The Mothership Arrives

It’s three am. Where am I?

Not where I should be.  Not tucked up in bed, snoozing.

Not spooning my husband. Or counting sheep.

Nope, I’m on the kitchen floor, cleaning under the cooker. This will sound bonkers, until I explain that today, My Mum is Coming.

In the last hour I have: part of the kitchen wall.

2. developed a comprehensive sorting system for my underwear. (Off-white, grey and less grey).

3. raided the fridge. (Less said about this the better, but anyway. When nervous or excited, I crave sugar.  Fizzy Dinosaurs. Chocolate spread.If you listen closely you can hear the crunch of Frosties, wedged between the keys of my computer. But I’m drawing a line under this one – no-one is going to die because I ate too much ).

4. tried to finish a detective novel. (I gave up because the detective wasn’t very good.  People kept dying and at three in the morning, that’s not conducive to mental health).

I’ve run out of food and household tasks.  So now I’m thinking about why I feel stressed. This should have happened an hour ago, but at least the cutlery’s clean.

It’s hard to analyse your family isn’t it? When asked to describe them, the words get stuck. You end up saying things like, ‘she enjoys long walks and has  brown hair’. What you want to say is, ‘she’s one of the most selfless women I know.  She’s strong and silly and a mass of contradictions. She has an enormous heart but always puts herself down. She was her school IT coordinator but she doesn’t know how to turn on her computer. She uses a ridiculous amount of punctuation, especially exclamation marks.  This means that ALL HER TEXT MESSAGES ARE SHOUTING!!!!!! Her comic timing is a thing of rare beauty. When she tells jokes, she gets overexcited and forgets the punch line. So she carries them with her in her handbag and invariably reads out the wrong one. She hates having nothing to do. Recently, she did a course on managing stocks and shares, despite not owning any. I could go on, but I can’t capture her with words.

My mum lives in Belfast, so I don’t get to see her as often as I’d like.   I want her to be proud of me. I want her to trust in Jesus.   Instead of  looking after everyone else, I want her to actually rest. I want to tell her how much she means to me and I want to roll all those days we don’t get together into a blanket that I can spread before her. I want to tell her she’s great and apologise for all I’ve put her through.  I want to keep her and hug her till neither of us can breathe.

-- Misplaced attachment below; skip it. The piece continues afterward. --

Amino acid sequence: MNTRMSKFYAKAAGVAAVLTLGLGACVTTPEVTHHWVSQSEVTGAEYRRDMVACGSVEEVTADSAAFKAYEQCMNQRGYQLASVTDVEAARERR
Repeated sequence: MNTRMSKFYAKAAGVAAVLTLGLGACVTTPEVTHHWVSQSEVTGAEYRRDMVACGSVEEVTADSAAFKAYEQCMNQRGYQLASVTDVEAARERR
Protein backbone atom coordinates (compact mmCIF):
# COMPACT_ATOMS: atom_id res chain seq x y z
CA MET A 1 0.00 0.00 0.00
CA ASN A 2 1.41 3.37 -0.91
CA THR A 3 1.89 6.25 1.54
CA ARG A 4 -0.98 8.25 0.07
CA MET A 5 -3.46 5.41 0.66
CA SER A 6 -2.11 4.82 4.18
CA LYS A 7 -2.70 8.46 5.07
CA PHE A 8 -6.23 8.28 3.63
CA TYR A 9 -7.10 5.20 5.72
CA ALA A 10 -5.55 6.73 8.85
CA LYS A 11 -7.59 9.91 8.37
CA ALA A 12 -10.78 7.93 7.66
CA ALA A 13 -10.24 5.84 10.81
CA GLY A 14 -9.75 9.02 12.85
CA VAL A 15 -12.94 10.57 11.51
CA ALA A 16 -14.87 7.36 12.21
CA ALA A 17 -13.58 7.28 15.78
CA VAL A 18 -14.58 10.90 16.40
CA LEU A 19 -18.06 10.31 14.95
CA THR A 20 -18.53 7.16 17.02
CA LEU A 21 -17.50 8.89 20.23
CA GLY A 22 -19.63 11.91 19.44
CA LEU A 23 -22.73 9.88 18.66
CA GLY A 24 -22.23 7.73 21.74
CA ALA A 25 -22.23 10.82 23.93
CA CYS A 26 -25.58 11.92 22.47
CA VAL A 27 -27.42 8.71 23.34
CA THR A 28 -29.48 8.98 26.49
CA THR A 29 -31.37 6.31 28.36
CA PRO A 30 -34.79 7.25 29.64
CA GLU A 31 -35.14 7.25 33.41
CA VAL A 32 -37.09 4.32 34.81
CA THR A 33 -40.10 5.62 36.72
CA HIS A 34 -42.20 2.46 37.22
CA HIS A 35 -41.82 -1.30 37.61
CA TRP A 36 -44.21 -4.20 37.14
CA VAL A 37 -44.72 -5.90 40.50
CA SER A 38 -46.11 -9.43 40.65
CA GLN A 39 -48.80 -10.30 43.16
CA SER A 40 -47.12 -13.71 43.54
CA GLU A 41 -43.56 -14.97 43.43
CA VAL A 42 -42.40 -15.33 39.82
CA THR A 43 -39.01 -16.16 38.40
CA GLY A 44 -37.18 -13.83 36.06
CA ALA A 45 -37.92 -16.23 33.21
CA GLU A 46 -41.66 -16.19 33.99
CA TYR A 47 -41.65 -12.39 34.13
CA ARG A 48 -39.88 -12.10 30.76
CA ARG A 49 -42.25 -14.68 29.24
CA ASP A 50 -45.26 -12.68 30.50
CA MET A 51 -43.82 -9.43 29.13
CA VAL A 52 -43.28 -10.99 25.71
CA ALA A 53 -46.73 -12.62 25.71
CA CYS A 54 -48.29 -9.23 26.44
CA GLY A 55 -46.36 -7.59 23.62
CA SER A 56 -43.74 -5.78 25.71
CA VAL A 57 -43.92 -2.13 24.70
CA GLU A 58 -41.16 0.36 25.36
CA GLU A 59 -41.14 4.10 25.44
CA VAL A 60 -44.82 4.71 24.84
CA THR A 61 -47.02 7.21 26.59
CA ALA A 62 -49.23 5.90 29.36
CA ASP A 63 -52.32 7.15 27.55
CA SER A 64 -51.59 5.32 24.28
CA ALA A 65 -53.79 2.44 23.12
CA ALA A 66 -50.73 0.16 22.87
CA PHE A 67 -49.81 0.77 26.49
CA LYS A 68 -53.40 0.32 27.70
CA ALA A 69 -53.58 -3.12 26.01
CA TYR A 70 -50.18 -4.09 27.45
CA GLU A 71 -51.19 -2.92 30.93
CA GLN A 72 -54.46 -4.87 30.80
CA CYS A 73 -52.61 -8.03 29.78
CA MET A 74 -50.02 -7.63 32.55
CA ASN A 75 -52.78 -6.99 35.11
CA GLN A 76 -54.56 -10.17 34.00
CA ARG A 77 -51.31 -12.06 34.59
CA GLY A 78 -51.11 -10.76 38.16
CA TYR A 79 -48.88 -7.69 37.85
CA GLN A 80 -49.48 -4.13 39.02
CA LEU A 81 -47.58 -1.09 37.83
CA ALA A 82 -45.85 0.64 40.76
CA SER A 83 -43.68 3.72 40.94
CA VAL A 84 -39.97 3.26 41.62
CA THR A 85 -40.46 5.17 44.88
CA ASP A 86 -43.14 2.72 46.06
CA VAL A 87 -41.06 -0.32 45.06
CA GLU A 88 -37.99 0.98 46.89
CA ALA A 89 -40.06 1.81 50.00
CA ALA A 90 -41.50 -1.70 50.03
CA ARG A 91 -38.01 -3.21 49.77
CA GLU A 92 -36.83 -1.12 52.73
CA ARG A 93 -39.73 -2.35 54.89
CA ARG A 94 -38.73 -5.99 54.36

So I’m cleaning. I’m making casserole. I’m writing the love I want to speak – in the laundered sheets and the extra pillows. The home-made biscuits.  The sparkling taps. The squeeze on the shoulder.  The boiling kettle. Because even if I could say it all, I don’t think I’d have the words.

6 thoughts on “The Mothership Arrives

  1. Funny, but too true. Even after decades of marriage, our mothers still exert an unearthly influence on us. But the other side of it, we have children and we are waiting our turn.

    Blessings to you and Glenn

  2. I have been in hospital this week. I have had half my right lung removed. It hurts a bit. My mum came nearly every day on the train up from Cambridge. Despite me now being 36 years old and having a devoted fiancé. In some ways, after feeling my whole life that she didn’t really want or know how to mother and that I could do fine on my own thank you very much, something has changed and it is positive and good. I can see how much she longs to love and be loved and it is such an exciting opportunity to show her of Jesus love that heals and not a love that is striving for perfection and criticises when it is not met. She is coming tomorrow for a few days and I am actually really looking forward to seeing her. It is encouraging that with a redemptive God patterns of behaviour can always be changed. Hope you are having fun with your mum, Emma. Jojo x.

  3. Hi Jojo

    You poor girl – how are you feeling? I’ll be praying for your recovery – and for the time you spend with your mum. That’s wonderful that you’re able to reach out to her in strength and that she too is opening up. I can really relate to wanting to show mum a love that’s not about doing things or getting it right, but is instead peaceful, joyful and strong. My prayer is that we will both share this more and more as the Lord continues to redeem our lives and relationships.

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